Replant: Potted tulips, daffodils, hyacinths and crocuses can be planted in the flower garden. Don’t wait until the plants have died back to the ground. As soon as the flower petals have dropped, transplant them by digging a hole 10 to 12 inches deep, place a couple inches of compost in the bottom of the hole and mix with the existing soil. Carefully remove the root-ball from the container, loosen the layer of roots at the bottom of the root ball and place in the hole. The bottom of the root ball should be at least eight inches below the surface of the soil. Blend one-third by volume compost with the soil removed when digging the hole and carefully backfill around the stems. The bottom of the leaves of the plants should be just above the soil line.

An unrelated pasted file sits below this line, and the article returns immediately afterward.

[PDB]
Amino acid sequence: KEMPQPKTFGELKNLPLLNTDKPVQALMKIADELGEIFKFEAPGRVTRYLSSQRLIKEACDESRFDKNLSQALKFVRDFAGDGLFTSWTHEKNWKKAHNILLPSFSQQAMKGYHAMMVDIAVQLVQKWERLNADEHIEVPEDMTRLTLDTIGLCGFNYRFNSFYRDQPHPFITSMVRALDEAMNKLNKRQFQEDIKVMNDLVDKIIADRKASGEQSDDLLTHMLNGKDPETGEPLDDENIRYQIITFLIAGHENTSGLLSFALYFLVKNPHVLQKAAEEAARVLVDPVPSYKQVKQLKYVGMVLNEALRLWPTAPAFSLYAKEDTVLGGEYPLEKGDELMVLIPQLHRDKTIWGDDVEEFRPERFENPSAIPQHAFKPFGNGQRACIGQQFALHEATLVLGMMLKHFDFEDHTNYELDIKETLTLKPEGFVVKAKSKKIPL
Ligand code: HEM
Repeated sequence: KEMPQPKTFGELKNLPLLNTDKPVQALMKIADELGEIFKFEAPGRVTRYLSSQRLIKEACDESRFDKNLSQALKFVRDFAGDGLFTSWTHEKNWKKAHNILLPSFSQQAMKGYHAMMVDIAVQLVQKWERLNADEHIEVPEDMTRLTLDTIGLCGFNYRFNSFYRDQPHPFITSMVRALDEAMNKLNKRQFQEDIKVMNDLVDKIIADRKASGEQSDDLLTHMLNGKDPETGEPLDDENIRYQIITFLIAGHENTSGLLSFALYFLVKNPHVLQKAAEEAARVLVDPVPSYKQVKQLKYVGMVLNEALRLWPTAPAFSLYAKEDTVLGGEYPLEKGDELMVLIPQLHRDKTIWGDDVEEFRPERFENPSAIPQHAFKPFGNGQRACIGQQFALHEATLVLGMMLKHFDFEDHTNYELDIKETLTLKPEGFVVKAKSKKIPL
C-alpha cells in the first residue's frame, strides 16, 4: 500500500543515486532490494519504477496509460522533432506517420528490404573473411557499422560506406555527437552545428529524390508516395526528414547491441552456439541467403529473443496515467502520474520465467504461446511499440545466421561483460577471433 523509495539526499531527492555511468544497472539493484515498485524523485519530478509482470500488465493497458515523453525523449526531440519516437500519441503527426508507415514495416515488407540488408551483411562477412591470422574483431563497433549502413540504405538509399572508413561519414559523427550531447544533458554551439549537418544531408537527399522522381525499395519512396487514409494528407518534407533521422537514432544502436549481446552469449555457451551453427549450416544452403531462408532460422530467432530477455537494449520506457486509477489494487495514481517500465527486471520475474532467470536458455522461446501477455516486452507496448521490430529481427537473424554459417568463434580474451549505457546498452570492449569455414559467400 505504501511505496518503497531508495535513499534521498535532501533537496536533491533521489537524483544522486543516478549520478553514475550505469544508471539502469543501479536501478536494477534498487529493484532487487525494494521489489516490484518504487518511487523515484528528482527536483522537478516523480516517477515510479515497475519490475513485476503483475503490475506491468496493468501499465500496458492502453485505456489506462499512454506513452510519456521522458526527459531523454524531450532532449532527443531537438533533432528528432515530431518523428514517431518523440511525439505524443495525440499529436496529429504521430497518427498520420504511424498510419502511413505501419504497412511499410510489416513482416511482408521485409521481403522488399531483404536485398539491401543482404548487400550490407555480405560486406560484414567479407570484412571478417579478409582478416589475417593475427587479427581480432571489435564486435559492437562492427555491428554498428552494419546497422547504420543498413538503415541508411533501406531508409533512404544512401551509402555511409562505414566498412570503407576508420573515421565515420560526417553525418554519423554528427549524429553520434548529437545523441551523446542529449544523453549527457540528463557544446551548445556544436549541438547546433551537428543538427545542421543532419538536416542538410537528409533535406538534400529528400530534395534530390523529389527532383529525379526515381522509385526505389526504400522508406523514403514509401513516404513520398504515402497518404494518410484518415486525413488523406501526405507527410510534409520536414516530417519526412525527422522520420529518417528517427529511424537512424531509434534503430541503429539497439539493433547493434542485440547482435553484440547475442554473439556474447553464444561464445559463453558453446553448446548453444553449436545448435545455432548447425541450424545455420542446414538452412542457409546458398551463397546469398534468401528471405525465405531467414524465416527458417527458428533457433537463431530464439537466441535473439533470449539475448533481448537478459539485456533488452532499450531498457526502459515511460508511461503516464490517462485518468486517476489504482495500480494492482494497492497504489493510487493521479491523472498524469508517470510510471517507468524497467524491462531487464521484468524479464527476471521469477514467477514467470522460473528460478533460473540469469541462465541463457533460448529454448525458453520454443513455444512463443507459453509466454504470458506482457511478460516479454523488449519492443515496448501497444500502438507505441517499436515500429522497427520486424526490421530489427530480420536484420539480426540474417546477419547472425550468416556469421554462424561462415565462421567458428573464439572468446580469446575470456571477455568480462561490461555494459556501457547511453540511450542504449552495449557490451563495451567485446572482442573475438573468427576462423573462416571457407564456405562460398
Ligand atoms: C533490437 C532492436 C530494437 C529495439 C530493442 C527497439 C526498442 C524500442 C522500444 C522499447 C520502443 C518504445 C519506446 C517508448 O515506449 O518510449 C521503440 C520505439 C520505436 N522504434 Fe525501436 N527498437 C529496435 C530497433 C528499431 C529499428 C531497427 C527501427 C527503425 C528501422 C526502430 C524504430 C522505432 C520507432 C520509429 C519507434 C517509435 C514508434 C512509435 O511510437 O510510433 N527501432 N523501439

Many forced Easter lilies are not very cold-hardy. Since the frost seldom penetrates more than six inches in Southern Maryland, the bulbs’ lack of cold-hardiness can be solved by planting them 10 to 12 inches deep. Move the plants outdoors as soon as possible and keep them watered. For maximum effect, plant the bulbs in groups spaced 10 inches apart. If you only have one Easter lily, plant it as described above. If you have many (note that your church likely discards its lilies as soon as they have finished blooming), plant them in trenches. Dig a trench six inches wide and 12 inches deep and blend compost into the bottom soil. Carefully remove the plants from their pots and loosen the bottom roots. Space the plants in the trenches and backfill with soil amended with compost. Don’t worry about covering the bottom leaves with soil. What is important is that the bulbs be planted deep enough that the soil protects them from freezing. Your outdoors Easter lilies will flower next year but not in time for Easter.